. Hale MH, Clugston JR, Prine BR, Pass AN, Gupta A. Severe low back painin a football player. Poster presentation for American Medical Society forSports Medicine 17th Annual Meeting. Las Vegas, NV. March 2008.

    . Schnebel B, Eichner ER, Anderson S, Watson C. Sickle cell trait andlumbar myonecrosis as a cause of low back pain in athletes [abstract].Med Sci Sports Exerc 2008;40(Suppl):537.

    . Ortega JO. Nausea, vomiting, and abdominal pain in a collegiatebasketball player. Clin J Sport Med 2006;16:443-444.

    mbers show that focusing our attention on seat belts andarm safety would save dozens more lives.Moving on to the second question in our algorithm, whichses the question, what do we expect the results to show?is is a simple data-driven answer that the majority of thoseted will be negative. The SCT genetic fingerprint evolvedAfrica. This heritable variation is protective against ma-ia. Darwinism in practice now shows that the generalpulation carries the SCT, with an expected black predom-nce. In fact, 8% of African Americans, 0.5% of Hispanics,d 0.2% of whites make up the approximately 2 millionriers that are affected in the United States [6]. This wouldan that a Division 1 screening program would most likelyntify 400-500 carriers each year, the majority of whomll be African American. Consistent with this expectation,7 of the deaths reported in the reference study above wereletes of African American descent [2].This quickly takes us to our third question, which in-lves looking at the risk of the test to the patient. The answerthis question is probably much greater than the averageder would anticipate. The tangible risk is low, very low. Aple venipuncture will sometimes cause bleeding, bruising,in at the site, and, rarely, infection.The intangible risk ismuchher. What does this label mean to a young athlete? How doprotect the patients privacy? Who pays for the test?Discrimination becomes a concern once any label is ap-eck will continue to do so as long as the league allows. Thisbate may be one that a professional organization will just

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    171PM&R Vol. 3, Iss. 2, 2011ite frankly not want to undertake; so, an equally talentedyer will be signed who is not SCT positive. For those whonk this would not or could not occur, we have seen ailar bias in the past. In 1970, the U.S. Air Force Academy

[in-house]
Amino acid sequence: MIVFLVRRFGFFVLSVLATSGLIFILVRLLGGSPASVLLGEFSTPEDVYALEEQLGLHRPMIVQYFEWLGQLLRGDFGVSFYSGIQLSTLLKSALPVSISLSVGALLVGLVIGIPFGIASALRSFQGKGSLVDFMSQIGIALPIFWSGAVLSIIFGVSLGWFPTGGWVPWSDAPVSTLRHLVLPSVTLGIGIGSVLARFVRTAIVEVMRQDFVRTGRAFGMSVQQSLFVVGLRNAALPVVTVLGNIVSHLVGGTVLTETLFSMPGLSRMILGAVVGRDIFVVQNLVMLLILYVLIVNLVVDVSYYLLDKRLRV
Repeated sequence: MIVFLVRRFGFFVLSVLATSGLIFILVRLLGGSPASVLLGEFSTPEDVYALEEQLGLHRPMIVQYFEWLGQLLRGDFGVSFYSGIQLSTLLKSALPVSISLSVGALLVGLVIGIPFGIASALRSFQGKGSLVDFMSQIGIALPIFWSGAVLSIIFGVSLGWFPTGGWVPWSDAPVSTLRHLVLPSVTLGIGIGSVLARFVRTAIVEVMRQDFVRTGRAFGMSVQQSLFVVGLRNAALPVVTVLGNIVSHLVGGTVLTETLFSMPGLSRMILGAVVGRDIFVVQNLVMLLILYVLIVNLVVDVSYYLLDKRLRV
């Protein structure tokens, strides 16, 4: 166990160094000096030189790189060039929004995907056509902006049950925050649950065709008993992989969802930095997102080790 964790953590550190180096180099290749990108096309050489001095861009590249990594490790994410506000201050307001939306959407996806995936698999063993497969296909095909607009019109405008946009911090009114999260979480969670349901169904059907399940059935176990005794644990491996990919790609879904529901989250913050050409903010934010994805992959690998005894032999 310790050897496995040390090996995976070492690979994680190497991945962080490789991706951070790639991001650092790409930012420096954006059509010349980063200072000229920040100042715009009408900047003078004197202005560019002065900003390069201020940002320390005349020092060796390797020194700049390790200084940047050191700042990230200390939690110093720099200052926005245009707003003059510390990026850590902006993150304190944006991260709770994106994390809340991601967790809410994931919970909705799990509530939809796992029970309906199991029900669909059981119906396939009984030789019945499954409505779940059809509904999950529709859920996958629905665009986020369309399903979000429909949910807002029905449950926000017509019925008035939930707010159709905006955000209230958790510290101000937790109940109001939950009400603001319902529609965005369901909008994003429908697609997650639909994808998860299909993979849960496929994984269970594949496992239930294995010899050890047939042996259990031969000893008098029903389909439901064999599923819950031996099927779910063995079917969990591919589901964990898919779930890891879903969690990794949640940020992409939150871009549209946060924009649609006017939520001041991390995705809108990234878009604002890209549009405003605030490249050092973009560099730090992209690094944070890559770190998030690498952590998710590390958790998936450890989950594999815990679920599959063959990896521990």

rred individuals with SCT from enlisting, and some airlinesused to then hire them as pilots and flight attendants.uld our testing inadvertently cheat a young African Amer-n man out of his dream of being a professional athlete?Opponents to the above theory would say that HIPAAealth Insurance Portability and Accountability Act) and con-entiality laws should protect the athlete from this scenario.wever, that leads to our second point in the risk debate,ich is, how do we protect the test results? As you will reader in this article, one of the only interventions for SCT isdification of the athletes workouts. Given this, the entireching staff, including the strength and conditioning coaches,ll need to be aware of the players status. As if this were notough, should an adverse event occur, prompt managementd knowledge of the carrier state, in theory, should help withathletes care. Therefore, the entiremedical staff that cares forathlete, from the physician to the athletic trainers, and, evensome cases the athletic training students, will need to haveowledge of an athletes status. The U.S. Navy goes so far tontify each recruit with a neck tag and red belt for trainingrcises. I have no knowledge of a Division I program withual identificationon thefield, but,withwidedisseminationoformation, the concept of confidentiality becomes difficult, ift impossible.Is cost a risk? Yes, when it may exclude athletes fromrticipating if they cannot afford the testing. The averagest of a basic sickle cell test is variable across the country.r institution in Pittsburgh is charged $12.50 per test. Mostvision I schools will have approximately 150 incomingshman each year, with a total cost of approximately $1875.hough all programs are on economic contracture theseys, I believe that the majority of Division I schools wouldable to find this amount in their budgets. Where it be-mes more burdensome is down the road. Typical policyrts at the professional and/or Division 1 level and trickleswn through the collegiate pyramid to high schools. I canagine that one, not so far off, daymany ofmy less-fortunateh school athletes may not have the extra money to coverblood test and as a result may be unable to participate.This brings us to the final and, in my opinion, the mostportant question: how will the results affect treatment?e answer to this question I believe is the strongest reasony we should not be testing all Division I athletes at therrent time. As mentioned previously, the risk of a cata-ophic event from SCT rises in extreme environments thatses low oxygen and undue stress on the body. Specifi-ly, these include the following: dehydration, illness,orly controlled asthma, extreme fatigue, and altitude.